The drama ends up being low for the Rangers going forward, and while there might be a shortage of life-or-death playoff struggles, the battles for seeding look to be fierce.

Oilers end NHL’s longest playoff drought; Sharks, Ducks also clinch

Getty
Leave a comment

There’s something beautiful about the symmetry on Tuesday … unless you’re a Detroit Red Wings fans, maybe.

On the same night that the longest active NHL playoff streak ended at 25 for Detroit, the longest playoff drought concluded when the Edmonton Oilers clinched a postseason spot by beating the Los Angeles Kings 2-1.

The Oilers haven’t reached the playoffs since 2005-06, when Chris Pronger lifted them to Game 7 of the 2006 Stanley Cup Final.

In doing so, other dominoes fell. Both the Anaheim Ducks and San Jose Sharks also punched their tickets to the postseason.

The Sharks, of course, hope to exceed last season’s surprising run to the 2016 Stanley Cup Final.

Meanwhile, the Anaheim Ducks continue their run of strong postseasons, even as their Cup win fades to the background ever so slightly. All three teams are currently vying for the Pacific Division title.

The Western Conference’s eight teams are dangerously close to being locked into place, as the Nashville Predators, Calgary Flames and St. Louis Blues are all close to looking down their spots as well.

Want the East perspective? Check out this summary of Tuesday’s events from the perspective of the other conference.

Craig Anderson took his blunder hard – probably too hard – in Sens loss

Leave a comment

Members of the Ottawa Senators were quick to come to Craig Anderson‘s blunder (see above) in Tuesday’s 3-2 shootout loss to the Philadelphia Flyers, and it’s easy to see why.

It’s not just about his personal struggles, either. When Anderson’s managed to play, he’s been flat-out phenomenal, generating a .927 save percentage that ranks near a Vezina-type level (if he managed to play more than 35 games).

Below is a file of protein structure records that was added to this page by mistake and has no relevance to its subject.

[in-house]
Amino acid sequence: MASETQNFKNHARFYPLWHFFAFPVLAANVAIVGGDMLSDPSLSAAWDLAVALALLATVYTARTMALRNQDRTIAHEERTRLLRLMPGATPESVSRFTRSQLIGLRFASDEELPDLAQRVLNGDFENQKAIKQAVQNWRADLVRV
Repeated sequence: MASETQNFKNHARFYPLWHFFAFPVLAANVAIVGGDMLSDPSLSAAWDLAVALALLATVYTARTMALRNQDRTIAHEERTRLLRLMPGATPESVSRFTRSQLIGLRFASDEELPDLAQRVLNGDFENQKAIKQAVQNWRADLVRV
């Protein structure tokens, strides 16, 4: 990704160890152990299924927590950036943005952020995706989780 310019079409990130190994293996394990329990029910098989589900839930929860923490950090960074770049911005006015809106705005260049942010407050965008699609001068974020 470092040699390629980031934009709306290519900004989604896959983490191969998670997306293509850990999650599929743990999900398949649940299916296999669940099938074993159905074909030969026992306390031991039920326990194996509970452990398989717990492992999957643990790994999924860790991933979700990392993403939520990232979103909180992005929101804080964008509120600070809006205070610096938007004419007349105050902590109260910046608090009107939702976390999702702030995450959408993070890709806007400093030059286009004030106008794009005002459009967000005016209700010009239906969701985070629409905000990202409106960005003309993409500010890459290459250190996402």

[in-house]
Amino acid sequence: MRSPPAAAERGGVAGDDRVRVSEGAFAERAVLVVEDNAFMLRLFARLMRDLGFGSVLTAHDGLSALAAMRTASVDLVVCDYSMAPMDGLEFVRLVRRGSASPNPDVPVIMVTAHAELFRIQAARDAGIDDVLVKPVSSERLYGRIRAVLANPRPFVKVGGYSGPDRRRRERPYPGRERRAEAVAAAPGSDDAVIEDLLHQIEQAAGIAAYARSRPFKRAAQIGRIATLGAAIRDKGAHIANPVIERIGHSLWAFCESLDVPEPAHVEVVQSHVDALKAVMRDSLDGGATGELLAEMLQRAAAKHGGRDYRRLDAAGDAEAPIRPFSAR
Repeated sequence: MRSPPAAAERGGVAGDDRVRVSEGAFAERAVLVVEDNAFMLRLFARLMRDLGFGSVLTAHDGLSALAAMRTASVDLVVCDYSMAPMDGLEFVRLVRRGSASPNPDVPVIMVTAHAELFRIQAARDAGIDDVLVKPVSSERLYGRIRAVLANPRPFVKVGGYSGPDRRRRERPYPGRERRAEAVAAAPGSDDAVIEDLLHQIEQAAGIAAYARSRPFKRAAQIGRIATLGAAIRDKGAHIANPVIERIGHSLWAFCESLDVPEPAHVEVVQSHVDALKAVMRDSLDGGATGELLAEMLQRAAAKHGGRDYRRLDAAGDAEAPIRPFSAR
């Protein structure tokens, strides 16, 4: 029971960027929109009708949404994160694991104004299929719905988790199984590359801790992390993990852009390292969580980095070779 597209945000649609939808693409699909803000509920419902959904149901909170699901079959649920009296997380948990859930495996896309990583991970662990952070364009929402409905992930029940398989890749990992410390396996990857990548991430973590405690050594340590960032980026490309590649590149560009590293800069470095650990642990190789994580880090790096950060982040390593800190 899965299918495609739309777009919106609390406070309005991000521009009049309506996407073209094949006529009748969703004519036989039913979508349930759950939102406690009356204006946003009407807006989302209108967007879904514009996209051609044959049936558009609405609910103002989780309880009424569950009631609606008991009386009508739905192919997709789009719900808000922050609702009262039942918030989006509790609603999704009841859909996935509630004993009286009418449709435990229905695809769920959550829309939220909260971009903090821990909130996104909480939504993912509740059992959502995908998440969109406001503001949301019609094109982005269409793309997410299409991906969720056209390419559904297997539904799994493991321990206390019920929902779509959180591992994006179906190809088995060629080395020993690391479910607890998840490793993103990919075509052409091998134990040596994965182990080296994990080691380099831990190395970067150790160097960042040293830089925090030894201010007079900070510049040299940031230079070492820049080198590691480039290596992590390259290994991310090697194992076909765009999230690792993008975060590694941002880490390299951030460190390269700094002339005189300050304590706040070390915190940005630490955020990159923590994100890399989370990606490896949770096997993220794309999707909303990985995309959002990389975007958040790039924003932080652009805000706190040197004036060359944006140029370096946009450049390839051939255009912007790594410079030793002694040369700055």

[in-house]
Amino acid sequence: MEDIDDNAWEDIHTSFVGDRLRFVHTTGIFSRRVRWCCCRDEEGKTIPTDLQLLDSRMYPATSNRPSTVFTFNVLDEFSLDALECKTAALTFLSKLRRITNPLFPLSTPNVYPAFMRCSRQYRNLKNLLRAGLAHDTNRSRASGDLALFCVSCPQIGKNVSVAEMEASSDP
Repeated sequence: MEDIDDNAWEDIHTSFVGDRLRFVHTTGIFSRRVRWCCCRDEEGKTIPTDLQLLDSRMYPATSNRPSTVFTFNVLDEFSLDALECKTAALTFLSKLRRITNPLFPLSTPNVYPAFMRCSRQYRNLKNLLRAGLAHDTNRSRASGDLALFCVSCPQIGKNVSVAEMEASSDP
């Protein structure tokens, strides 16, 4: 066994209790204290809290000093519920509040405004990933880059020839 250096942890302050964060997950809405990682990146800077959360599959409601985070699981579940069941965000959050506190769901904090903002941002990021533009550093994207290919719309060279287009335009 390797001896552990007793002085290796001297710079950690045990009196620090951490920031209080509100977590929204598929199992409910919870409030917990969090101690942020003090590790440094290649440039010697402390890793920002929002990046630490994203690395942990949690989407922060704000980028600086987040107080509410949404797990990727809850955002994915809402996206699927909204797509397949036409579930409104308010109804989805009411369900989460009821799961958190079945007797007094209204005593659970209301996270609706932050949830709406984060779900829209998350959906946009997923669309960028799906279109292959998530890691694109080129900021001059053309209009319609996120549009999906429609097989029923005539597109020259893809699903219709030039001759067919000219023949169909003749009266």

Goaltending has been a huge reason why Ottawa has at least a shot of winning the Atlantic or at least grabbing a round of home-ice advantage, so unlike certain instances where teams shield a goalie’s failures, the defenses are absolutely justified.

Anderson, on the other hand, was very hard on himself.

You have to admire Anderson for taking the blame, even if in very much “hockey player” fashion, he’s not exactly demanding the same sort of credit for his great work this season.

It’s official: Red Wings’ playoff streak ends at 25 seasons

Getty
9 Comments

When we look back at the 2016-17 season for the Detroit Red Wings, it will be remembered for some said endings.

It began without Pavel Datsyuk. We knew that their last game at Joe Louis Arena this season would be their last ever. And now we know that Joe Louis Arena won’t be home to another playoff run.

After 25 straight seasons of making the playoffs – quite often managing deep runs – the Red Wings were officially eliminated on Tuesday night. In getting this far, they enjoyed one of the greatest runs of longevity in NHL history:

Tonight revolves largely around East teams winning and teams clinching bids – the Edmonton Oilers could very well end the league’s longest playoff drought this evening – but this story is more solemn.

EA Sports tweeted out a great infographic:

“Right now it’s hard to talk about it, because you’re a big reason why it’s not continuing,” Henrik Zetterberg said in an NHL.com report absolutely worth your time.

Mike “Doc” Emrick narrated a great look back at Joe Louis Arena here: